Antimicrobial Resistance
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2022 ◽  
Vol 42 (2) ◽  
pp. 268-273
Author(s):  
Si Hyun Kim ◽  
Gyung-Hye Sung ◽  
Eun Hee Park ◽  
In Yeong Hwang ◽  
Gyu Ri Kim ◽  
...  

2022 ◽  
Vol 808 ◽  
pp. 152144
Author(s):  
Martyna Buta-Hubeny ◽  
Ewa Korzeniewska ◽  
Jakub Hubeny ◽  
Wiktor Zieliński ◽  
Damian Rolbiecki ◽  
...  

2022 ◽  
Author(s):  
Atish Roy Chowdhury ◽  
Debapriya Mukherjee ◽  
Ashish Kumar Singh ◽  
Dipshikha Chakravortty

The invasive non-typhoidal serovar of Salmonella enterica, namely Salmonella Typhimurium ST313, causes bloodstream infection in sub-Saharan Africa. Like other bacterial pathogens, the development of antimicrobial resistance is a severe problem in curing non-typhoidal Salmonella infection. In this work, we have investigated the role of four prominent outer membrane porins of S. Typhimurium, namely OmpA, OmpC, OmpD, and OmpF, in resistance against broad-spectrum β-lactam antibiotics- ceftazidime and meropenem. We found that deleting OmpA from Salmonella makes the bacteria susceptible to β-lactam drugs. The MIC for both the antibiotics reduced significantly for STM ΔompA compared to the wild-type and the ompA complemented strains. Despite the presence of antibiotics, the uninterrupted growth of STM ΔompC, ΔompD, and ΔompF endorsed the dispensability of these three porins in antimicrobial resistance. The β-lactam antibiotics caused massive depolarization in the outer membrane of the bacteria in the absence of OmpA. We have proved that none of the extracellular loops but the complete structure of perfectly folded OmpA is required by the bacteria for developing antimicrobial resistance. Our data revealed that STM ΔompA consumed more antibiotics than the wild-type and the complemented strain, resulting in severe damage of the bacterial outer membrane and subsequent killing of the pathogen by antibiotic-mediated oxidative stress. Upon deleting ompA, the steady decrease in the relative proportion of antibiotic-resistant persisters and the clearance of the STM ΔompA from the liver and spleen of C57BL/6 mice upon treatment with ceftazidime proved the role of OmpA in rendering protection against β-lactam antibiotics.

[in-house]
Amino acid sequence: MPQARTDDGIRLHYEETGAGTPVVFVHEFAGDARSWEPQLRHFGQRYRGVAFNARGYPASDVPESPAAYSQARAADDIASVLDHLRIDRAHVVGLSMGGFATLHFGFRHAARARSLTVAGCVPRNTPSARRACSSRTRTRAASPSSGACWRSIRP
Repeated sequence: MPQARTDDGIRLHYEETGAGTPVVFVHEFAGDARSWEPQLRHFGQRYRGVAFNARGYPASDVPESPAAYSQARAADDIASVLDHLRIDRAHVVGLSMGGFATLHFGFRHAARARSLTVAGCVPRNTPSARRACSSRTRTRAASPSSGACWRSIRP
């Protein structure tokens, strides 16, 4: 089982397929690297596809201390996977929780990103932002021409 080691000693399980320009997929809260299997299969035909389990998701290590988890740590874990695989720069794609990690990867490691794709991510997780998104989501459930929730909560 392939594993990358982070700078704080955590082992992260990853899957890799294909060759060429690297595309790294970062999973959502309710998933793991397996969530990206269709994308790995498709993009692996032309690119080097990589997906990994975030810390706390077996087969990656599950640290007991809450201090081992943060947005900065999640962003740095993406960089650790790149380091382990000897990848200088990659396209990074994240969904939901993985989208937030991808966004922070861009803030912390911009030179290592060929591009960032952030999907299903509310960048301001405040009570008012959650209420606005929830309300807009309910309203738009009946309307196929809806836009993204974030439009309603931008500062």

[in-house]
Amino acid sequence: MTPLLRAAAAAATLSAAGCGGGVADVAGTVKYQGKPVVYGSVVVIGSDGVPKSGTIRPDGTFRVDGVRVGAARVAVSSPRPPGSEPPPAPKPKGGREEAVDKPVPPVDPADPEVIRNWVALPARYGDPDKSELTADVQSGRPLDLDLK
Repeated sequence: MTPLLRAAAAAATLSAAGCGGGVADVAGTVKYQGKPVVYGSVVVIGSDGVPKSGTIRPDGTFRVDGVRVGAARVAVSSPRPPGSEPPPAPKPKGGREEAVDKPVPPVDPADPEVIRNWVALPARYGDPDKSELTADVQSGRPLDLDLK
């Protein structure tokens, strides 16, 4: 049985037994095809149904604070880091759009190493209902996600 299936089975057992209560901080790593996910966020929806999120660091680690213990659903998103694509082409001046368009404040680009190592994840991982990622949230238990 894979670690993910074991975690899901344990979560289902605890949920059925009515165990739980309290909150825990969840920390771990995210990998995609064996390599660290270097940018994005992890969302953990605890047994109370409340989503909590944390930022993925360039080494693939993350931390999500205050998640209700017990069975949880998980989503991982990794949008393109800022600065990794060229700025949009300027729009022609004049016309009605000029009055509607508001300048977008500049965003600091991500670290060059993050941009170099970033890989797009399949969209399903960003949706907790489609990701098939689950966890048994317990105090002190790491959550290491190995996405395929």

Author(s):  
Legese Chelkeba ◽  
Korinan Fanta ◽  
Temesgen Mulugeta ◽  
Tsegaye Melaku

Abstract Background Globally, antimicrobial resistance (AMR) restricted the armamentarium of the health care providers against infectious diseases, mainly due to the emergence of multidrug resistant. This review is aimed at providing contemporary bacterial profile and antimicrobial resistance pattern among pregnant women with significant bacteriuria. Methods Electronic biomedical databases and indexing services such as PubMed/MEDLINE, Web of Science, EMBASE and Google Scholar were searched. Original records of research articles, available online from 2008 to 2021, addressing the prevalence of significant bacteriuria and AMR pattern among pregnant women and written in English were identified and screened. The relevant data were extracted from included studies using a format prepared in Microsoft Excel and exported to STATA 14.0 software for the outcome measure analyses and subgrouping. Results The data of 5894 urine samples from 20 included studies conducted in 8 regions of the country were pooled. The overall pooled estimate of bacteriuria was 15% (95% CI 13–17%, I2 = 77.94%, p < 0.001) with substantial heterogeneity. The pooled estimate of Escherichia coli recovered from isolates of 896 urine samples was 41% (95% CI 38–45%) followed by coagulase-negative Staphylococci, 22% (95% CI 18–26%), Staphylococcus aureus, 15% (95% CI 12–18%), Staphylococcus saprophytic, 12% (95% CI 6–18%) Proteus mirabilis, 7% (95% CI 4–10%), Enterococcus species, 6% (0–12%), Pseudomonas aeruginosa, 4% (2–6%), Citrobacter species, 4% (95% CI 2–4%), Group B streptococcus, 3% (1–5%), and Enterobacter species, 2% (1–4%). Multidrug resistance proportions of E. coli, Klebsiella species, Staphylococcus aureus and Coagulase negative staphylococci, 83% (95% CI 76–91%), 78% (95% CI 66–90%), 89% (95% CI 83–96%), and 78% (95% CI 67–88%), respectively. Conclusion The result of current review revealed the occurrence of substantial bacteriuria among pregnant women in Ethiopia. Resistance among common bacteria (E. coli, Klebsiella species, Staphylococci species) causing UTIs in pregnant women is widespread to commonly used antibiotics. The high rate of drug resistance in turn warrants the need for regular epidemiological surveillance of antibiotic resistance and implementation of an efficient infection control and stewardship program.